[0007] The present inventive shingle ridge cover is formed of a base sheet or work piece of fiberglass mat or felt with impregnating asphaltic material modified to make it pliable. The shingle ridge cover is folded at one end, and is backfolded on itself intermediate of its length to provide a thickened portion intermediate of the length of the shingle ridge cover. Adjacent to the one folded end (i.e., adjacent to an “upper” end of the shingle ridge cover), the shingle ridge cover provides a nailing margin that is thinner than the centrally-located thickest portion of the shingle ridge cover. Consequently, when roofing nails or other fasteners are driven through this nailing margin, the adjacent centrally-located thickest portion of the shingle ridge cover provides protection and,space for the roofing nails or other fasteners used to secure the shingle ridge cover to a roof structure. The centrally-located thickest portion of the shingle ridge cover provides with an adjacent thinner section of the same and in cooperation with an adjacent shingle ridge cover a step or edge at which a shadow line may be created on a roof ridge, rake, or hip having plural shingle ridge covers installed along it. Consequently, as installed, the present inventive ridge cover when installed appears somewhat like a wood shake or like the shingle ridge cover of the old Freiborg patent. However, the improved material from which the present ridge cover is fabricated combined with its triple-layer coverage provided to the underlying roof structure, provides much better protection to the structure, and improved durability for the roof covering.

[0008] Additionally, the present improved shingle ridge cover is configured, and shaped so that it is free of slits, cuts, and score lines which had conventionally been employed to facilitate folding of the conventional ridge covers. Accordingly, the present ridge cover offers another increment of improved durability as installed (i.e., because the present shingle ridge cover does not tend to crack, fracture, tear, or fissure at such slits, cuts, or score lines), and also offers improved ease of manufacture.

[0009] Further, because of the inventive configuration of this present shingle ridge cover, efficient packing of plural manufactured shingle ridge covers into boxes for shipment to a job site (i.e., where the shingle ridge covers are installed on a roof) is facilitated. That is, the shingle ridge covers are configured to nest together, such as to more efficiently fill a shipping box with very little ullage volume. Accordingly, shipping costs for these shingle ridge covers from their place of manufacture to job sites for installation are reduced.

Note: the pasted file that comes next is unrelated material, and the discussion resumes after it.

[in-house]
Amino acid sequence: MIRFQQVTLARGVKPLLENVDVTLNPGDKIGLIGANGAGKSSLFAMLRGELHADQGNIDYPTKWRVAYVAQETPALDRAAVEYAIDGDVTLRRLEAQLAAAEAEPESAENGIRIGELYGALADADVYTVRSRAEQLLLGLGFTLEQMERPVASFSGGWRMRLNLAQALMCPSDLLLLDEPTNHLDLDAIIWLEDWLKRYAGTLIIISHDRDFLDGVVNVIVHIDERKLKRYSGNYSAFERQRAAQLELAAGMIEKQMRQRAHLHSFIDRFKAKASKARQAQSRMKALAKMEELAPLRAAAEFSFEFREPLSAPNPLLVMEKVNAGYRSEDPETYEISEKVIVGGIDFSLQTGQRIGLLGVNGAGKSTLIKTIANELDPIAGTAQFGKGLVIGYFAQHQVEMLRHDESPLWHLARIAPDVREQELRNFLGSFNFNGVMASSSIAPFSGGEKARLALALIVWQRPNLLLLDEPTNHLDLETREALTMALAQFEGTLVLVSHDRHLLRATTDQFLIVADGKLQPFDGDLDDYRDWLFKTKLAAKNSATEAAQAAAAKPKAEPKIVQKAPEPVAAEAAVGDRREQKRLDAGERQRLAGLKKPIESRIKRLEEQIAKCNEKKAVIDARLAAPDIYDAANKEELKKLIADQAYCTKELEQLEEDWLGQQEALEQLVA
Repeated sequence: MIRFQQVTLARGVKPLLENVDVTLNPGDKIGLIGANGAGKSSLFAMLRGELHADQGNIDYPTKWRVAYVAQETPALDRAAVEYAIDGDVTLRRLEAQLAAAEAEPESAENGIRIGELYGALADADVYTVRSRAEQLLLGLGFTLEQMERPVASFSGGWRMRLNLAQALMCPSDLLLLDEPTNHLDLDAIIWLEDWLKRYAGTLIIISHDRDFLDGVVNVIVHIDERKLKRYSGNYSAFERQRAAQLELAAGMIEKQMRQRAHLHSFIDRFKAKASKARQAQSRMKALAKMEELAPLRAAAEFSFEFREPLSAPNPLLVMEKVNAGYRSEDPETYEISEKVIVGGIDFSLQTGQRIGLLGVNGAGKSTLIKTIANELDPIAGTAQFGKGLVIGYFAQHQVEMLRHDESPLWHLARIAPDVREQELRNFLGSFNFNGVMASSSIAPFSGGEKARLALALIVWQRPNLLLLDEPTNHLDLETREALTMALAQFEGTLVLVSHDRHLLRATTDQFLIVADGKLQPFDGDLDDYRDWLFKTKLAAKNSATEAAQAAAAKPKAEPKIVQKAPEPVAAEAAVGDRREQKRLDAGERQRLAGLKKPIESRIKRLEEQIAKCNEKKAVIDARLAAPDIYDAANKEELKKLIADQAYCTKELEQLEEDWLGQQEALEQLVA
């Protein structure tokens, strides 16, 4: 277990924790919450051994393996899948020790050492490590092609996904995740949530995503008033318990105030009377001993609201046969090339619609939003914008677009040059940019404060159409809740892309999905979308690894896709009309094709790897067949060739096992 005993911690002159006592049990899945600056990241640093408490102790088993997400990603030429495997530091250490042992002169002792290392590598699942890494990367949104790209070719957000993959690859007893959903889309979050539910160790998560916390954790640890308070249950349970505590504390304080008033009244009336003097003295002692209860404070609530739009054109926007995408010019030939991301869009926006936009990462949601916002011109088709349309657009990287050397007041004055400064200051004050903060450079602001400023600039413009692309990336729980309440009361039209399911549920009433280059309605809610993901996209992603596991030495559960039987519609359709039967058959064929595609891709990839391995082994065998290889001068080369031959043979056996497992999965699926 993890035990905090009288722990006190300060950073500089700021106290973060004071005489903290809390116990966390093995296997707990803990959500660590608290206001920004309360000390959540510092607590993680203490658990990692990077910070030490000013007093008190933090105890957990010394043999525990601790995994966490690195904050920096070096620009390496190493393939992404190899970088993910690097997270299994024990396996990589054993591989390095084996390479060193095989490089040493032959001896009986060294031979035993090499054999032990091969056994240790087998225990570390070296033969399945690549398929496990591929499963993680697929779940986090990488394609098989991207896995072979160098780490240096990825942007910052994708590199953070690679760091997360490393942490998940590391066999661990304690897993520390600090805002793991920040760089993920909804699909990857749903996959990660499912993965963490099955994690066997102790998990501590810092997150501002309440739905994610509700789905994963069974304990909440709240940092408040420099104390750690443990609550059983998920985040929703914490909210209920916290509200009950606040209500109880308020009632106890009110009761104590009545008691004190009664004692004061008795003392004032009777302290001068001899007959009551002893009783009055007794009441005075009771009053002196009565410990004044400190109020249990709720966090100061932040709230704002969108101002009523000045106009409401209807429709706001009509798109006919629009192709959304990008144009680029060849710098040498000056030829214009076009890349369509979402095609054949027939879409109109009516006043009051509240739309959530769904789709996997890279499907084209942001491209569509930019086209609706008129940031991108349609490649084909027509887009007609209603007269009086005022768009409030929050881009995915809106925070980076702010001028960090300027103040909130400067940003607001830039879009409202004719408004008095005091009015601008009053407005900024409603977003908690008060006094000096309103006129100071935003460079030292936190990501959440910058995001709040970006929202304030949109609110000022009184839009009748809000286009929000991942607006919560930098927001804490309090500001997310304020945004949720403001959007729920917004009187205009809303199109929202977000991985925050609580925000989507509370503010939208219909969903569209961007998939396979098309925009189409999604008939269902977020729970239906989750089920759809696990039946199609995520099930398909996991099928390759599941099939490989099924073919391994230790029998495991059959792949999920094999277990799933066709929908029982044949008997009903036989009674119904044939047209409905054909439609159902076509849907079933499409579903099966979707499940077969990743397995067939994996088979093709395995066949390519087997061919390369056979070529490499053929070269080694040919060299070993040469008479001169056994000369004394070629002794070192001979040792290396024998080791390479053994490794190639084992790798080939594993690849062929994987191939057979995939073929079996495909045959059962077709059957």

[0010] Additional objects and advantages may be appreciated from a reading of the following detailed description of a single exemplary and preferred embodiment of the invention taken in conjunction with the following drawing Figures, in which:

BRIEF DESCRIPTION OF THE DRAWING FIGURES

[0011] FIG. 1 provides a fragmentary perspective view of plural shingle ridge covers embodying the present invention installed along a rake of a roof;

[0012] FIG. 2 is a slightly enlarged fragmentary cross sectional view of the shingle ridge covers seen in FIG. 1, and showing the triple layer coverage provided by this ridge cover;

[0013] FIG. 3 provides an exploded perspective view of plural shingle ridge covers according to this invention, oriented relative to one another as they would be installed along a ridge, rake or hip of a roof;

[0014] FIG. 4 provides a plan view of a sheet of shingle material (i.e., a manufacturing intermediate article or work piece) at an intermediate stage of manufacture;

[0015] FIG. 5 shows the manufacturing work piece of FIG. 4, at a subsequent step of manufacturing in which the work piece is folded cross wise twice on itself in opposite directions (i.e., in which the work piece is back folded cross wise);

[0016] FIG. 6 provides another view of the manufacturing work piece at a still subsequent step of manufacture in which the work piece is folded lengthwise on itself; and

[0017] FIG. 7 provides a view of a shipping box receiving plural shingle ridge covers according to the present invention, and illustrating how the plural shingle ridge covers nest together with each successive ridge cover being turned end for end relative to its adjacent ridge covers in the box so that the box is filled with substantially no ullage volume.

DESCRIPTION OF A PREFERRED EMBODIMENT OF THE INVENTION

[0018] Viewing the drawing Figures in conjunction with one another, and viewing first FIG. 1, a roof 10 is seen to include a pair of generally planar and conventional shingle-covered inclined surfaces or fields 12, which intersect with one another at an inclined hip 14. At the hip 14, the roof 10 includes a plurality of aligned and partially overlapping shingle ridge cover members 16 (hereinafter, referred to individually as a “shingle ridge cover”). The shingle ridge covers 16 have a chevron shape in end view, as is best seen in FIGS. 1 and 3. Those ordinarily skilled in the pertinent arts will appreciate that the same type of shingle ridge cover 16 employed at the hip 14 may be used also at the ridges and rakes (not shown) of the roof 10. Further, it is to be understood that the included angle at a ridge, hip, or rake will vary depending on the particular construction details and design of a particular roof. Thus, the included angle of the chevron shape of the ridge covers 16 will also vary as required for installation on the roof. The ridge covers 16 are sufficiently flexible to allow this variability in the chevron included angle, as will be more apparent in view of the following description.